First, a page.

Lawmakers eye energy suppliers for investigation, prosecution

The Associated Press
Friday April 27, 2001

SACRAMENTO — Frustrated by soaring energy prices and tightening supplies, lawmakers lashed out at power generators Thursday, and implied some should go to jail. 

Lt. Gov. Cruz Bustamante joined Assembly Democrats in their attempt to make overcharging for electricity a felony punishable by prison for corporate officers and forfeiture of 10 percent of a company’s assets. 

Meanwhile, analysts from the Independent System Operator, which runs the state’s power grid, told a Senate investigating committee generators owe California more than $6 billion in refunds for artificially driving up prices to unprecedented levels. 

Market manipulation affected 98 percent of the hourly bidding on electricity between May and November, testified Anjali Sheffrin, director of the ISO’s department of market analysis. 

A shortage of supply and suppliers created a classic oligopoly, where just five major electricity wholesalers found they could name their price without necessarily coordinating their actions, Sheffrin said. The shortage-driven price spiral soon spread to other Western states, she said. 

“In an oligopoly market, everybody benefits from high prices,” she told the Senate Select Committee to Investigate Price Manipulation in the Wholesale Energy Market. 

Prices averaged 30 percent higher than they should have since May, ISO Market Monitoring Manager Eric Hildebrandt told the same committee. 

However, ISO’s studies were not designed to identify individual generators who overcharged, Hildebrandt said, and he did not suggest generators acted illegally. 

As part of its investigation, the committee subpoenaed confidential ISO power-bidding records. 

Investigators won’t find anything, said Jan Smutny-Jones, executive director of the Independent Energy Producers Association. “The generators that are being investigated did not create this market.”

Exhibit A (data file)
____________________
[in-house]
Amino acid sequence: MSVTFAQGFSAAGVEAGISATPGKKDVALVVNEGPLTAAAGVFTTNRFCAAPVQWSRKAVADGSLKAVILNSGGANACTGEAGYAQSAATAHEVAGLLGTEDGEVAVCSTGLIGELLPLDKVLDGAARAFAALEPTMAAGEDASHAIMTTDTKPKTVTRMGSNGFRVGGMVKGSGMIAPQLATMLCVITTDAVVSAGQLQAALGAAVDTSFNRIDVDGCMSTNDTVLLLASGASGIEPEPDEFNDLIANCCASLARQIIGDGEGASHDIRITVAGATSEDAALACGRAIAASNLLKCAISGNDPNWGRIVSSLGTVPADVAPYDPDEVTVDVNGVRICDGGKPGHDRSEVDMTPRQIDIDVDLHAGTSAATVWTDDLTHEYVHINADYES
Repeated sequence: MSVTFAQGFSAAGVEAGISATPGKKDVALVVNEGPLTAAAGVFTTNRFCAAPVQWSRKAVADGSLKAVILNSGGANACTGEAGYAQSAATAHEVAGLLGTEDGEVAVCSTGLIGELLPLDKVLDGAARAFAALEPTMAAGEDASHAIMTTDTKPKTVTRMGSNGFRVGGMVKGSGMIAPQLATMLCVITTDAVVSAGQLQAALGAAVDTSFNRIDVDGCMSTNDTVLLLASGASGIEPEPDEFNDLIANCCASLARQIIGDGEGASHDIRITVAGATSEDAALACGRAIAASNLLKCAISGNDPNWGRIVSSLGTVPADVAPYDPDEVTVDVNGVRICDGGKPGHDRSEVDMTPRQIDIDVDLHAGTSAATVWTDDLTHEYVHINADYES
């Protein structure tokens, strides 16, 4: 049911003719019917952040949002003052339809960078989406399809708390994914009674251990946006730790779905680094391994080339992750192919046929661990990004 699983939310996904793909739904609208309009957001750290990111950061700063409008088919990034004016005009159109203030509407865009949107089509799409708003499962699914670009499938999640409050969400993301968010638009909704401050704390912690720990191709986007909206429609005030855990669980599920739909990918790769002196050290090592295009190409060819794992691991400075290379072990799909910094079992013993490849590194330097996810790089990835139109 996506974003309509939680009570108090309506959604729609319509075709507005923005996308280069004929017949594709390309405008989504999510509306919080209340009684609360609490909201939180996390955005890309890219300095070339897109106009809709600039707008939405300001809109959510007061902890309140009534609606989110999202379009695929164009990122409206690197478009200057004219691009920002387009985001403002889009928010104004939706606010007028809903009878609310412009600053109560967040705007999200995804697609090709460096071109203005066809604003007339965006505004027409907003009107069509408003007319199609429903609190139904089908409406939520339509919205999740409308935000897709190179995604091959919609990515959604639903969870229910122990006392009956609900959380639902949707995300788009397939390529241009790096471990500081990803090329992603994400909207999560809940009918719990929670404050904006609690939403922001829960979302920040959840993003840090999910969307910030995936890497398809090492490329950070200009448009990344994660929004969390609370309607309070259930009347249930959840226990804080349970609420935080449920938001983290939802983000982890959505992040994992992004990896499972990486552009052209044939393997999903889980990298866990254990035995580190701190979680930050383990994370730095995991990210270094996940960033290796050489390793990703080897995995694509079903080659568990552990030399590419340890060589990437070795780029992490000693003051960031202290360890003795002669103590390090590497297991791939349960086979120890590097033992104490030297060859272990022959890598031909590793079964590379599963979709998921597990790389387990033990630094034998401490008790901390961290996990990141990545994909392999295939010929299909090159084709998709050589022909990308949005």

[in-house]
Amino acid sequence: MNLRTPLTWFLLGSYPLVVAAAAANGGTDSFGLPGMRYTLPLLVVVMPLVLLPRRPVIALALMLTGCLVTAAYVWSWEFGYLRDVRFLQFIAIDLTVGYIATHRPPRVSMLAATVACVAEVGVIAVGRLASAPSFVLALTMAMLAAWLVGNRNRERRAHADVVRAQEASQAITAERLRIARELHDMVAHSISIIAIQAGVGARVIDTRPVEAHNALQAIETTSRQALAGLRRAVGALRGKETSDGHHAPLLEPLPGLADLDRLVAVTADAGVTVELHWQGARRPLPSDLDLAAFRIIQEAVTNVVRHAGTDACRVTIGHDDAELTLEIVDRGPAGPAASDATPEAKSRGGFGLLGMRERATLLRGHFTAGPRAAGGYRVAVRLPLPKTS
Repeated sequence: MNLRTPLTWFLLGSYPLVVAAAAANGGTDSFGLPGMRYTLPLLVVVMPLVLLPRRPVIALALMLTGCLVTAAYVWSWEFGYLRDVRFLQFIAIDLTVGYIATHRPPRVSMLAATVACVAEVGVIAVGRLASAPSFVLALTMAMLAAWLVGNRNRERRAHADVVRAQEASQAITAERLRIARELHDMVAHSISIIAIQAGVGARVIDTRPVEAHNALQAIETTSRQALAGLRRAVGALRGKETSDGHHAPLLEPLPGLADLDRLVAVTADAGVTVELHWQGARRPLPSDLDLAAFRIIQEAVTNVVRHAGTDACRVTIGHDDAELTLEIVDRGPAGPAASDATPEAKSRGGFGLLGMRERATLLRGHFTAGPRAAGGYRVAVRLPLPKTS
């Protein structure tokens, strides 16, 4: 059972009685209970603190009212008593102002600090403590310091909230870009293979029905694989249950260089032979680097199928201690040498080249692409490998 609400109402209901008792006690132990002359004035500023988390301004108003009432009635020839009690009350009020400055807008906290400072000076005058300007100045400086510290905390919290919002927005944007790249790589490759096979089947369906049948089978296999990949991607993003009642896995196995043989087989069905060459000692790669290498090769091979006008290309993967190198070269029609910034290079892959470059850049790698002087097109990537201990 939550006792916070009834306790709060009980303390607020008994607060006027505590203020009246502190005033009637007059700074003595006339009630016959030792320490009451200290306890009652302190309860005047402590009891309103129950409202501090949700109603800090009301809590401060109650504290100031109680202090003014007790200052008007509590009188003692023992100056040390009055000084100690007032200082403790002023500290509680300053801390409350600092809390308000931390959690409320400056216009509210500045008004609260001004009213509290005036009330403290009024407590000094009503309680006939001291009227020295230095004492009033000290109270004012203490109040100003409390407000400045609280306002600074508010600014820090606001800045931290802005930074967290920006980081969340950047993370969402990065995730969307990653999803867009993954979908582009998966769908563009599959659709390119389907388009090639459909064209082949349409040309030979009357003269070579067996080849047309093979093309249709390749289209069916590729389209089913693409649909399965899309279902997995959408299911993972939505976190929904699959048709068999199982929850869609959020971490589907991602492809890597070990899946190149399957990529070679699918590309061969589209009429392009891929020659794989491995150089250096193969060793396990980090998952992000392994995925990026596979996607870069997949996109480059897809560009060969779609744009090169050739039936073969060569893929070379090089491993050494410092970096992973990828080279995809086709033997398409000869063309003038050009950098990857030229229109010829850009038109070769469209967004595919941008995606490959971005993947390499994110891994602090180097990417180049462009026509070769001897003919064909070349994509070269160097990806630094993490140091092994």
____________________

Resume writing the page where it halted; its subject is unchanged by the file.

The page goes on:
“If what they’re doing isn’t illegal, it ought to be,” Bustamante said as he proposed making price gouging a felony. “If they think they’re going to get away with this, they’re wrong.” 

Assemblyman Dennis Cardoza, D-Atwater, compared the energy crisis to the Japanese attack on Pearl Harbor and his bill to a crackdown on wartime profiteering. 

Those who “rob millions of Californians of billions of dollars” should face the same prison time as if they had burglarized a house, Cardoza said. 

Investigators haven’t found any wrongdoing, Cardoza and Bustamante said, because they didn’t dig deeply enough. 

Their bill calls for a million-dollar award and whistleblower protection to anyone who provides proof that generators illegally drove up energy prices. 


Prices would drop, they said, if the bill passes and generators who don’t overcharge have nothing to fear. 

Smutny-Jones joined Republicans who said the bill would discourage generators from selling energy to California when the state needs power to stave off summer blackouts. 

Lawmakers acted a day after the Federal Energy Regulatory Commission, in a late-night order, limited energy prices during the state’s power emergencies. 

FERC has ordered generators to justify $124 million in possible overcharges for three months this year, an amount state officials call too small. 

Meanwhile, lawmakers split along partisan lines on two energy bills, derailing a Senate bill designed to speed up approval of new power plants. Republicans balked at an amendment that would let workers collect unemployment insurance if blackouts force them to leave work without pay. 

Assembly Democrats used their majority to send the Senate a bill creating a new power authority that could issue up to $5 billion in revenue bonds to build or operate power plants. 

Both parties supported an Assembly bill that would make gasoline refineries among the last to be subject to rolling blackouts. The petroleum industry argued an outage could shut down a refinery for days and result in shortages of gasoline, diesel and jet fuel. That bill now goes to the Senate. 


On the Net: Read SB6x, SB28x, AB57x and AB67x on the Web at http://www.sen.ca.gov